She gets a box down off the shelf in the closet. There are old things in it that no one cares about anymore so she dumps them on the floor.
She sits in front of the box and lovingly places a memory into it. She takes another and places it side by side with the other. Seeing them there makes her smile so she keeps going – memory after memory, thought after thought.
She feels she will not be satisfied until the box is full. The more she places in the box, the emptier she feels and she finds she likes the emptiness.
With just an inch left of space left, she tosses in her wits, as well, as she feels she no longer needs them. She closes up the box, seals it shut and delivers it to the body of her father in the chapel. She slips it in to the coffin and then slips away.
I suppose it IS possible – but it always seems like there’s got to be more to it than a simple death. Not that the death of a parent is ever simple – but there really must be other factors to push a grown woman over the edge. A break-up plus death will start to add it up- but for me, the real reason Ophelia loses her wits is that her whole world had been so tightly controlled, so wrapped up in being obedient to the men in her life – and when they abandon her, she’s without a rudder, without a compass. That’s what I think pushes her off the edge – not the old man’s death – but the control he wielded while he lived.
Oh ho. Interesting, interesting.
You know who else says this very same line earlier in the play?
Hamlet. Hamlet says it. And now here is Laertes, saying exactly the same line.
It’s almost as if Shakespeare wants us to see these characters in a similar light. He places them near one another again and again.
I’ve read so much about Hamlet over the years that I often can’t remember the source of my knowledge. This line, for example, reminds me of a point made, in some book or other, that lists like this suggest a kind of build – that the character is trying one thing and then the next and then the next because the first words don’t work. For example, – Laertes starts by calling Ophelia “fair maid” but she doesn’t respond to him. He tries “kind sister” – no dice. He finally uses her name and calls her “sweet Ophelia!” Which is his last hope.
She clearly does not respond to this one either and this is what convinces Laertes of her loss of wits.
I’ve seen a lot of Laertes speed through this line – as if the three titles were all her name – as if she were Dear Maid Kind Sister Sweet Ophelia Jones. There’s no punch that way, though. It’s just a list. But if each part of it is meant to do something – it’s so much more.
The thing about using roses as metaphors for young ladies is that it’s never just the beauty of the flower. It’s the death, the passing, the falling or even the rotting. The roses are almost always as tied to the fall as they are to the beauty. The other way roses are often used as metaphors for young ladies is the getting plucked bit. Ladies are beautiful roses, waiting to be picked and then either way they die. Either on the vine, rotting or wilting in the hand of the plucker. There’s almost always some darker metaphor hiding in the beautiful bud of the flower.
Tying this one to the month of May connects it all the more directly to its temporary status. A rose in May is beautiful in bloom. A rose in December is dead.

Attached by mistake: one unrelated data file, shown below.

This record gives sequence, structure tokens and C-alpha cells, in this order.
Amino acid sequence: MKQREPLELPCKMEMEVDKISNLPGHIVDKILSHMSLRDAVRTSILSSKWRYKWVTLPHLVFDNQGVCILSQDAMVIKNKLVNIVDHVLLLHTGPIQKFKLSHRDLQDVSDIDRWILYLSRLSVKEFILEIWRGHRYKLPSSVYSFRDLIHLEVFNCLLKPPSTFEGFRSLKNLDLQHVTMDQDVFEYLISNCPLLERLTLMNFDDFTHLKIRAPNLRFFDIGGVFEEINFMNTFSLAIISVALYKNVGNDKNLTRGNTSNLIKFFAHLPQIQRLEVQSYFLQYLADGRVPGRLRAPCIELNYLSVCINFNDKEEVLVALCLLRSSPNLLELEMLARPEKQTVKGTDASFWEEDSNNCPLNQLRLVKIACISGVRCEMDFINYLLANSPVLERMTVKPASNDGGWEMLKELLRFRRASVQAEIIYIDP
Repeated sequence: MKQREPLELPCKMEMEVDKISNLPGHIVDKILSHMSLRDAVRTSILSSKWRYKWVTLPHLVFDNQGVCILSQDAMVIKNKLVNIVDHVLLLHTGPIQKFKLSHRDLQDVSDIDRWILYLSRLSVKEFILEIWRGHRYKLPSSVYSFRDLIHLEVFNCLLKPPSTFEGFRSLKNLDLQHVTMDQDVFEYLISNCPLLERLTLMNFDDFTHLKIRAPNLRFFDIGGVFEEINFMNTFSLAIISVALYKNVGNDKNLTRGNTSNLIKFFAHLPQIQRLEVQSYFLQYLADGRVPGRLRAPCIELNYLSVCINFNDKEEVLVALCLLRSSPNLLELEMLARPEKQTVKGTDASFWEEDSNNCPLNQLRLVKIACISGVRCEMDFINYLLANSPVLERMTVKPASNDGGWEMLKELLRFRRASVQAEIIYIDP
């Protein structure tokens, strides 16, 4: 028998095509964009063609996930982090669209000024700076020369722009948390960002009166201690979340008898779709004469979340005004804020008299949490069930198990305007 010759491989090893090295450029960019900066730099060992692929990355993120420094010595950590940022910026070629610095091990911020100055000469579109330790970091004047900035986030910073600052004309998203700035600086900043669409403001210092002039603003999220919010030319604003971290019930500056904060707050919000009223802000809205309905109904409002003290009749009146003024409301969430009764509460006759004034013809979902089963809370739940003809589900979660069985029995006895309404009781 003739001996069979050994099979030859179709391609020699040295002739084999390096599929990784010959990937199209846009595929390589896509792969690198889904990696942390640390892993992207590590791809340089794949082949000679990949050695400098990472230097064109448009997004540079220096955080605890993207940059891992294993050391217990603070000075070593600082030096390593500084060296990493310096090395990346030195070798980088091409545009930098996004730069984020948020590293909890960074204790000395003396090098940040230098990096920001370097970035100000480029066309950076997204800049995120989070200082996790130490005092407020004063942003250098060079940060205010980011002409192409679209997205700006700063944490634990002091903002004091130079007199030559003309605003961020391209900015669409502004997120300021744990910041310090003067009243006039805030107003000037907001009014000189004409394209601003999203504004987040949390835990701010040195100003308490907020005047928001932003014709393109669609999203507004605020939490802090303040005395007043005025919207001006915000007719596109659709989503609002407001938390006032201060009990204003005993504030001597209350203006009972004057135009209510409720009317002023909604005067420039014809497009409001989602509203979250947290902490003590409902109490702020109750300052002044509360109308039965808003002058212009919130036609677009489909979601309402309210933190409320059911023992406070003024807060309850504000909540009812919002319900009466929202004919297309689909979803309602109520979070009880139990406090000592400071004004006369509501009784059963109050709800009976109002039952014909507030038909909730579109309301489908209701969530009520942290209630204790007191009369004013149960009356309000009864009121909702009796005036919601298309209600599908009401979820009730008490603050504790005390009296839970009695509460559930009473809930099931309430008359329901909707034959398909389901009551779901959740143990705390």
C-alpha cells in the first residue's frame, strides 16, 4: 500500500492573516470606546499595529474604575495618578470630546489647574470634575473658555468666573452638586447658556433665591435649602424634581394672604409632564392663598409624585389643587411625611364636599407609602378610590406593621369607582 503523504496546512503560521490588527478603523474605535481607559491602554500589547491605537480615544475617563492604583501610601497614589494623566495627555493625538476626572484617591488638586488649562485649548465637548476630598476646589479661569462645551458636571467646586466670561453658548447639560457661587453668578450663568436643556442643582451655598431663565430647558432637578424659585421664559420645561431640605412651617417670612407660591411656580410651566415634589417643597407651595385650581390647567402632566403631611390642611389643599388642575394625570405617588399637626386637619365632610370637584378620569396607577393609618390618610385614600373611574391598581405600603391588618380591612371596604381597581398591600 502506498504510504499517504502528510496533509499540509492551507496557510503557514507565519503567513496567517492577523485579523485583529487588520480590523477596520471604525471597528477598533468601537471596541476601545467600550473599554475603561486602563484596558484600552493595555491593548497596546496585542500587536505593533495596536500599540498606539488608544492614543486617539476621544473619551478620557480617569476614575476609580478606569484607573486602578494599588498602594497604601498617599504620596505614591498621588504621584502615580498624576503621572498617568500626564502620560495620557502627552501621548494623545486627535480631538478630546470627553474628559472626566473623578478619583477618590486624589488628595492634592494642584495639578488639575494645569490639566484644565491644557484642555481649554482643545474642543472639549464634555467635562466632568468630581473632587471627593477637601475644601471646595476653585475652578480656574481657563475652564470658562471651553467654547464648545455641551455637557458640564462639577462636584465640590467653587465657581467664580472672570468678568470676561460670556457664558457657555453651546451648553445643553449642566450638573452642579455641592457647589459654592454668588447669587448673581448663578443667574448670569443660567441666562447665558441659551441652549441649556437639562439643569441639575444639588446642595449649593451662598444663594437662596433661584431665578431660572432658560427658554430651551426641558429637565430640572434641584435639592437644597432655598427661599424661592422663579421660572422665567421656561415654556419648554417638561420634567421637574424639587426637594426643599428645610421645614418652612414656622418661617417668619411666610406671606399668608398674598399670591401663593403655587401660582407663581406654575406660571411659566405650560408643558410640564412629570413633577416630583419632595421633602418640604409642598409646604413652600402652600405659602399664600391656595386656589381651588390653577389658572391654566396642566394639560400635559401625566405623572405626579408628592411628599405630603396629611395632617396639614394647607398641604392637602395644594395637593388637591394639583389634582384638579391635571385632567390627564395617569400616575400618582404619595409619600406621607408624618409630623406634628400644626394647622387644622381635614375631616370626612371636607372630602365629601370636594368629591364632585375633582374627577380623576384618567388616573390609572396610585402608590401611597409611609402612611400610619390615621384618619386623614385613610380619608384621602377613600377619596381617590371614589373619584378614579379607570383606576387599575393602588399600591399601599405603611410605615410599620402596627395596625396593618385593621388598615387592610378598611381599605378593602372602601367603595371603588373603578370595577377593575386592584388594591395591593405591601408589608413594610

How does Laertes already know she’s mad? She hasn’t SAID anything yet. She must have a look about her or she must be doing something that shouts “I’m mad!” I don’t think anyone would have had time to tell him before – the madness is relatively new and he’s only just arrived. Whatever she’s doing, however she’s looking, she must look obviously crazy otherwise this would be an odd assumption to make.
It’s a heavy madness, too, it would seem – one that it will take a lot of weight to even out on the scale of his inauguration/revenge.
I wonder – scientifically – how many times salt it would really take to do this? At what multiplication of salt would one be blinded? And could the body misfire in this way? Like, when you cry, it causes agony – like pouring table salt in your eye? Like that amazing Kids in the Hall sketch wherein the guy puts salt in his eye over and over.
Laertes gets real colorful when he’s freaked out. I mean – brains…heat…it’s evocative!
I understand the impulse – like – the pain is extreme and your head is aching. I had a migraine recently and I was ready for someone to put a bullet my head, it was so agonizing. Some heat drying up a brain might do the trick just as well – especially in a time before bullets.
This is a very good question. What noise IS Laertes responding to? What is happening outside? Is Ophelia making crazy noises? Is someone fighting her? Is there someone who is preventing her from coming in loudly?
The Danes are clearly advocating for her entrance but she’s not in yet. Is she singing already? Are others trying to shush her? These are the questions that a lot of productions fail to ask and then end up bloodless and dry.
This is a good question. A good production will have a good answer.
I’m imagining a performance piece in which we see each character who says “How now” and the circumstances that inspire the How now. It’s only dialogue would be “how now.” The other lines would have to be observed somehow, with gibberish maybe or a speech reverser.
Actually this might work better as a film project. To edit together all the different characters in multiple settings with extremely different costumes and contexts and it’s just one How Now after another.